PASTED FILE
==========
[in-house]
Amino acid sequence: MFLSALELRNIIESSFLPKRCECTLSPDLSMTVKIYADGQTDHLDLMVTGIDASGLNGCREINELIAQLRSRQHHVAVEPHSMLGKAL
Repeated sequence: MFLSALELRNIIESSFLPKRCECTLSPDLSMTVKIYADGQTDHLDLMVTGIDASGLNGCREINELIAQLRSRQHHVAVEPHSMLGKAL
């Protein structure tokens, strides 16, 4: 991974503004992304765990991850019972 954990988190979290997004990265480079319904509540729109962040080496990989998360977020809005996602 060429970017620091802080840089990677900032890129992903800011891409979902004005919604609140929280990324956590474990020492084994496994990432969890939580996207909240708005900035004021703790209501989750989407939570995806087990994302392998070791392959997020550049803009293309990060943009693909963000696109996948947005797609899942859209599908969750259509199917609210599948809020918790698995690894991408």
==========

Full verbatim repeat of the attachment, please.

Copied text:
[in-house]
Amino acid sequence: MFLSALELRNIIESSFLPKRCECTLSPDLSMTVKIYADGQTDHLDLMVTGIDASGLNGCREINELIAQLRSRQHHVAVEPHSMLGKAL
Repeated sequence: MFLSALELRNIIESSFLPKRCECTLSPDLSMTVKIYADGQTDHLDLMVTGIDASGLNGCREINELIAQLRSRQHHVAVEPHSMLGKAL
């Protein structure tokens, strides 16, 4: 991974503004992304765990991850019972 954990988190979290997004990265480079319904509540729109962040080496990989998360977020809005996602 060429970017620091802080840089990677900032890129992903800011891409979902004005919604609140929280990324956590474990020492084994496994990432969890939580996207909240708005900035004021703790209501989750989407939570995806087990994302392998070791392959997020550049803009293309990060943009693909963000696109996948947005797609899942859209599908969750259509199917609210599948809020918790698995690894991408």